Local cleaners damaged in vehicle crash

Officers from the Platteville Police Department responded to a call from a fellow officer who came across the damage at 250 W. Main St. at 4:13 a.m., according to the police department.

“I got a call from the police a little after 4 a.m.,” Platteville Cleaners’ owner Tim Koeller said. “When you’re getting a call at that time of day, you know it’s not going to be good.”

A trail of debris leading away from Cleaners led to an abandoned Chevy pickup, the police department said.  No injured persons were found upon searching the area surrounding the vehicle and it was towed from the area.

The police department later discovered that the vehicle belonged to Morgan A. Baxter, 19, who was cited for failure to notify police of an accident, hit and run, underage operation of a vehicle with a blood alcohol content greater than zero percent, and underage drinking, according to the police department.

Koeller said the police department asked him to come and secure the building and that there was some shattered glass.

“The whole wall was gone,” Koeller said. “Needless to say, I was shocked.”

Customers’ shirts, a drape machine, utility press, basket and an iron were damaged in the accident, Koeller said.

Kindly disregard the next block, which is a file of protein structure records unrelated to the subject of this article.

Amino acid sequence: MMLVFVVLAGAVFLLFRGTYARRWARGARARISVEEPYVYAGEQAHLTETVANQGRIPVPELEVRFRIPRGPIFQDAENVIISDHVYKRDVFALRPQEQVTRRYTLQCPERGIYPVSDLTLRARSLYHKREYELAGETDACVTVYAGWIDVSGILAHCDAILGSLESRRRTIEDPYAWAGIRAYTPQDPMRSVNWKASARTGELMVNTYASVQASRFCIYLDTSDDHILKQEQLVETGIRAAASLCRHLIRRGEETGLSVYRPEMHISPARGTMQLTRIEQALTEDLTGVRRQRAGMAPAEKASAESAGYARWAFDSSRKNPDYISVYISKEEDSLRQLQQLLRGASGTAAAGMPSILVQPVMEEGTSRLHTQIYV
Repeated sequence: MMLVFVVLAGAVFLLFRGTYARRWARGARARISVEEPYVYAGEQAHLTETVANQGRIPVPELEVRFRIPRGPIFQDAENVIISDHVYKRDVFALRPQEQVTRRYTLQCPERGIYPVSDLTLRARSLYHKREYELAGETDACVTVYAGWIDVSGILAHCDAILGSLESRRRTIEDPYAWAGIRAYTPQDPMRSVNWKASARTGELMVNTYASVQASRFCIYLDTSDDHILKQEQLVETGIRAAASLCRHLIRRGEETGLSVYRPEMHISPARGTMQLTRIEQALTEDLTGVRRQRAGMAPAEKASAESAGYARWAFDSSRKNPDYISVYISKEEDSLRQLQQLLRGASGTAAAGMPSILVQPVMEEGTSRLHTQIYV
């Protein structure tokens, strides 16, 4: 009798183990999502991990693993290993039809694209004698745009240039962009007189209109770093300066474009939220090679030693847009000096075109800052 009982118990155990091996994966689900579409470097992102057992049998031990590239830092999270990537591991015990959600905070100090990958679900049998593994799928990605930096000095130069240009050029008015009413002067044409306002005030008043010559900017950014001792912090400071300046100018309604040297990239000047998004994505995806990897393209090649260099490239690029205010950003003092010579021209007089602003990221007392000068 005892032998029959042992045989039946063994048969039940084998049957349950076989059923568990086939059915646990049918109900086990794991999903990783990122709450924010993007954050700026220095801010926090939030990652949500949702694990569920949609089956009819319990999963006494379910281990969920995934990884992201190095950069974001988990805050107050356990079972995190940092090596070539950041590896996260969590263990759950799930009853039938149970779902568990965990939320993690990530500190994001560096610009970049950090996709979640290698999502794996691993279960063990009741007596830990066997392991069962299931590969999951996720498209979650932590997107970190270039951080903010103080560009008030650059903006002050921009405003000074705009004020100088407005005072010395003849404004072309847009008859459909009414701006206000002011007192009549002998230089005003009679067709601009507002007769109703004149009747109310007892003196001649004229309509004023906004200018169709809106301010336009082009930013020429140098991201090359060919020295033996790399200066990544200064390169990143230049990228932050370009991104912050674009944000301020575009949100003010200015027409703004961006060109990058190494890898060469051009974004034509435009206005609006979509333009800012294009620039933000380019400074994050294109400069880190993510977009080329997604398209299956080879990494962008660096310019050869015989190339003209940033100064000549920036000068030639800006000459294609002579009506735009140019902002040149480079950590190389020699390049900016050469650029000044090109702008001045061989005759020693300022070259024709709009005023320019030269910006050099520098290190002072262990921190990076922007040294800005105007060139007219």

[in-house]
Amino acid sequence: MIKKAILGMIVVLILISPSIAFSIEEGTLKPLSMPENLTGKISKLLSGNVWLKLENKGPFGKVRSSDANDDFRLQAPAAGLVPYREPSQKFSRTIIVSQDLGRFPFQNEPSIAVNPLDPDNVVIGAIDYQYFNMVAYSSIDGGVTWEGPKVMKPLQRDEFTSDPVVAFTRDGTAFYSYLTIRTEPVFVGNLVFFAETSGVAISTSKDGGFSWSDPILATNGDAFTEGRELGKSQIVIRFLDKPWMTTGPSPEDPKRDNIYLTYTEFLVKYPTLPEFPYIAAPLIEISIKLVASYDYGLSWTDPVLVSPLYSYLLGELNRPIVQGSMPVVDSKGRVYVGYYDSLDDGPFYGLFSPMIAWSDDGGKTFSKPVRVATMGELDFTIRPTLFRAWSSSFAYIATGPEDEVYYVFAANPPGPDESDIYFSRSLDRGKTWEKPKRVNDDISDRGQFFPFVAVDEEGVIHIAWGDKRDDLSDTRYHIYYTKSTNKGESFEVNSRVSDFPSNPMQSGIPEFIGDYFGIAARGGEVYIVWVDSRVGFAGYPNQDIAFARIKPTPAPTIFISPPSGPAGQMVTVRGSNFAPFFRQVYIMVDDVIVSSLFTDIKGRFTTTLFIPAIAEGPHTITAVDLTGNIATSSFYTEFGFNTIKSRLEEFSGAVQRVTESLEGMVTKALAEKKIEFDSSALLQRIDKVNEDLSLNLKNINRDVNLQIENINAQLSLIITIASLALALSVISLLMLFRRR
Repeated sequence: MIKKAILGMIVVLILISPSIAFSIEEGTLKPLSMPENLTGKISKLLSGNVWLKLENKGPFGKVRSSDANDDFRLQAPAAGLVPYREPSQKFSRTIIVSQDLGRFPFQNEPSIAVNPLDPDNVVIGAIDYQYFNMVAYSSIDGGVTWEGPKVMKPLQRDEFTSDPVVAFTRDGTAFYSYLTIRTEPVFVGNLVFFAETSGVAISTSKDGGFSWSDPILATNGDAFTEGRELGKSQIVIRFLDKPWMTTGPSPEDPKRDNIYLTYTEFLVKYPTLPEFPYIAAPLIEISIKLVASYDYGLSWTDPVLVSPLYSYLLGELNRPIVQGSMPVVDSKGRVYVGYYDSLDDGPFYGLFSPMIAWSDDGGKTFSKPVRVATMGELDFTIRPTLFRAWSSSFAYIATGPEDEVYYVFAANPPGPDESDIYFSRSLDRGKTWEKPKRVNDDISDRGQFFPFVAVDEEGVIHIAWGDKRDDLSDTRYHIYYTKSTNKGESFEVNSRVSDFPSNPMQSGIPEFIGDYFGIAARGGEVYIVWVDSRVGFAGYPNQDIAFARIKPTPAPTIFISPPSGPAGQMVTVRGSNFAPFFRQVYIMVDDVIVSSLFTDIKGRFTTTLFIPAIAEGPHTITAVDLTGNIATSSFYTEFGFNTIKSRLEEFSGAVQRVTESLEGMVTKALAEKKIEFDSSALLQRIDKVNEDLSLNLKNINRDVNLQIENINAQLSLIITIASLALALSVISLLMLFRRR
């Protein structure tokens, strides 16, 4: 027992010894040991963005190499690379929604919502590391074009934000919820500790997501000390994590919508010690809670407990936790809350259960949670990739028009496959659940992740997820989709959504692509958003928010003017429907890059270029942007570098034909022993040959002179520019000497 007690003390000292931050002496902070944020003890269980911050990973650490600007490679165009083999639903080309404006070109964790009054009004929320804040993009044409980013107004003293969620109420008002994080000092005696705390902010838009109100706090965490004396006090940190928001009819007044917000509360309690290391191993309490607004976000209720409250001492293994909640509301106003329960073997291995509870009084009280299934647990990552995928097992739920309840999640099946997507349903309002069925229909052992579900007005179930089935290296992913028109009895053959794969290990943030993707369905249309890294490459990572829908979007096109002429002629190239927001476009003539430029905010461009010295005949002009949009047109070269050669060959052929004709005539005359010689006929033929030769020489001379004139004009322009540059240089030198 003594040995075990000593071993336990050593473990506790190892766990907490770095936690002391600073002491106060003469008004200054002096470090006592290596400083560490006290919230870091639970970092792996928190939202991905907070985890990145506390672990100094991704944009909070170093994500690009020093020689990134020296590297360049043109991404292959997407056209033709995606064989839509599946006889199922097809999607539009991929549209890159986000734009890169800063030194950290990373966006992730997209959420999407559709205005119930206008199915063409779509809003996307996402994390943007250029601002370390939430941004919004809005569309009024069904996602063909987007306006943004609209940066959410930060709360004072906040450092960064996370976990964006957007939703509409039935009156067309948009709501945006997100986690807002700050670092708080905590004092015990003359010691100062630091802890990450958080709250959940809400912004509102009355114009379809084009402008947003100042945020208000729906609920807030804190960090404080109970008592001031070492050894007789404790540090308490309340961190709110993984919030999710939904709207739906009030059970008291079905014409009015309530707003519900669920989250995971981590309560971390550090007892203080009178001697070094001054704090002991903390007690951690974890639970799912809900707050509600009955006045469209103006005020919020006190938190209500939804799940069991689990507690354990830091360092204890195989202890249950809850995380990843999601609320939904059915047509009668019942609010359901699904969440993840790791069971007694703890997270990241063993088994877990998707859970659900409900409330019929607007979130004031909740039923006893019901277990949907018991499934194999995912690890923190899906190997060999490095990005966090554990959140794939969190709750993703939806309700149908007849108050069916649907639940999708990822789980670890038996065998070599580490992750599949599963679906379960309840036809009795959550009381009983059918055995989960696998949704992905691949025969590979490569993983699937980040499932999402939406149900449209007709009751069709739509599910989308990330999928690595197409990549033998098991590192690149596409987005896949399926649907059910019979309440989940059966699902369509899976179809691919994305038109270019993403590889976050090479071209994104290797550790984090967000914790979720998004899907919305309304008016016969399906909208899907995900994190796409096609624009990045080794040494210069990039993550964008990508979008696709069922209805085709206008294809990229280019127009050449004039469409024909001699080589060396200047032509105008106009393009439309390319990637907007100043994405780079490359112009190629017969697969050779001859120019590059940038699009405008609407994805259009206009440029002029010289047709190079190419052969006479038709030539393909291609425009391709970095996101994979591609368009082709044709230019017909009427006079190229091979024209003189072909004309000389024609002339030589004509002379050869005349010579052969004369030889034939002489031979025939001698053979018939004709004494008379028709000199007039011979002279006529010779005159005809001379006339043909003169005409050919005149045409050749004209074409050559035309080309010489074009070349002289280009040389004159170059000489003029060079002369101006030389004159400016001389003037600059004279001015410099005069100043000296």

Since the incident, Koeller has removed the debris and built an insulated wall to replace the now destroyed glass bay window.  The quick fix allowed for Koeller to have Cleaners running the day after the accident and remain open.

“We’re getting by,” Koeller said.  “We’ve had to send on the drapes to someone else, but we haven’t lost much business.”

Scott Redfern, the manager of neighboring business Spirits Unlimited, said this incident was the first time he knew of a business along the block being damaged in such a way.

“This was the first time anything like this has happened,” said Koeller, who opened the business in 1984.  “I hope it’s the last.”

Despite the affect it has had on his life and business, Koeller focuses on the important issues.

“The big thing is that no one was injured on this end,” Koeller said.  “If it was during business hours, we have someone right there.  They’d have been seriously hurt.  The machines and the equipment can be fixed and replaced.”

At the printing of this article, Koeller is still awaiting an estimate as to how much it will cost to fully repair the building and equipment therein.